In a mind-bending development, a team of researchers in China have managed to treat brain tumors in mice by delivering drugs to the tissues using microscopic robots. The robots jumped from the mice’s bloodstreams into their brains by being coated in E. coli, which tricked the rodents’ immune systems into attacking them, absorbing the robots and the cancer-fighting drugs in the process.
The team’s research was published today in the journal Science Robotics. It comes on the heels of previous research by members of the same team, which saw liquid-coated nanorobots remotely propelled through the jelly-like fluid of the eye. Besides being an obvious recipe for an episode of “The Magic School Bus,” the research had obvious applications for ophthalmological research and medical treatments.
“It’s not just the blood-brain barrier,” said lead author Zhiguang Wu, a chemist at the Harbin Institute for Technology in China, in an email. “Most barriers in dense tissues are difficult obstacles to overcome in moving microrobots around a body.”
The crafts are magnetic, and the researchers use a rotating magnetic field to pull them around remotely. On microscales—we’re talking incremental movements about 1% the width of a hair—the researchers were able to make the hybrid bio-bots wend paths like in the video game Snake. They’re dubbed “neutrobots” because they infiltrate the brain in the casing of neutrophils, a type of white blood cell.
“The biggest challenge of the work was how to achieve a swarm intelligence of neutrobots,” Wu said. “Like robot swarms in the macroscale world, the micro/nanorobot swarms enable sophisticated manipulation to accomplish complex tasks.”
It ultimately took Wu’s team eight years to actualize the microscopic robot swarms capable of bridging the gap between the rodent bloodstream in the animal’s tail, where the bots were injected, and its brain, where gliomas—tumors that emerge from the brain’s glial cells—resided. Part of the issue is that the mice’s white blood cells didn’t dig the flavor of the magnetic robots. To overcome that issue, Wu’s team coated the bots in bits of E. coli membrane, which the white blood cells easily recognize as a unwelcome invader. That made the robots much more palatable, and the white blood cells enveloped them. From inside those cells, the robots were then able to roll the cells toward the brain; a Trojan horse for the 21st century (in this case, one that benefits the residents of Troy). The neutrobots made it into the brains and were able to deliver the drug directly to the targeted tumors.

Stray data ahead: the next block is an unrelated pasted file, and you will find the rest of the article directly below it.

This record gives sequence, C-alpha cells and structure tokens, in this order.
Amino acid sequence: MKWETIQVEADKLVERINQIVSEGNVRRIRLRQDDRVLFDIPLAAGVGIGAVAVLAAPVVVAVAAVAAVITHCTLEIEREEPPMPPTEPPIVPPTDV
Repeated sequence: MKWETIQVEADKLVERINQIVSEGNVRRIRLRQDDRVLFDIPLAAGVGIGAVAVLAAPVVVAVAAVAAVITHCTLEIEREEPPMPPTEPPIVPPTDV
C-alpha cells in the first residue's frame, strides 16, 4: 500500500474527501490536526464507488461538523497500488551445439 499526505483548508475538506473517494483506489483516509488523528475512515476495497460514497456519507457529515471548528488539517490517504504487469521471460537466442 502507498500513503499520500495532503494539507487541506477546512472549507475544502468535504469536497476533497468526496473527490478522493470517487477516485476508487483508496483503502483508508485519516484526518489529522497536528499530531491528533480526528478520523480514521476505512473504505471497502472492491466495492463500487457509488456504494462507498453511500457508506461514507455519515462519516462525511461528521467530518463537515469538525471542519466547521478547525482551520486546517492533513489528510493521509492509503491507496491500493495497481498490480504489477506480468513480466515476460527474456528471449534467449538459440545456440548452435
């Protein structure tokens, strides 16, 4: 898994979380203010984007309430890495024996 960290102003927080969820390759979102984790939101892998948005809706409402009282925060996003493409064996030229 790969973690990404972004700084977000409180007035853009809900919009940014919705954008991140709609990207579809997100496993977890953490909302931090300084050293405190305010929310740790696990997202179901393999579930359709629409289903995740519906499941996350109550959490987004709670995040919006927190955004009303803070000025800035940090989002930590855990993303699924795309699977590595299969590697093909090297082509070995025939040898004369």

Wu said the applications of the robots are manifold, and more breakthroughs could be on the horizon. “The neutrobots are not exclusively designed for the treatment of glioma,” he said, explaining that they’re “a platform for active delivery for the therapy of various brain diseases such as cerebral thrombosis, apoplexy, and epilepsy.”
Whether it’s surgery or drug delivery, robots are slowly but surely making their way into our most personal of domains. Of course, they’re still just in mouse brains for now, but future applications in humans seem increasingly likely.
“The use of neutrophils in microrobot design is a fascinating strategy for overcoming biological barriers,” wrote robotic engineers Junsun Hwang and Hongsoo Choi, who weren’t affiliated with the new work, in an accompanying article. “However, bench-to-bedside translation with respect to targeted drug delivery by neutrobots or microrobots is still some way off.”
Currently, experts lack the ability to see what the robots are doing clearly in real time, which would be vital for any medical use of the droids down the line. But in the rat race of robotics research, it’s clear that humans are pushing their inanimate swarms in the direction of progress.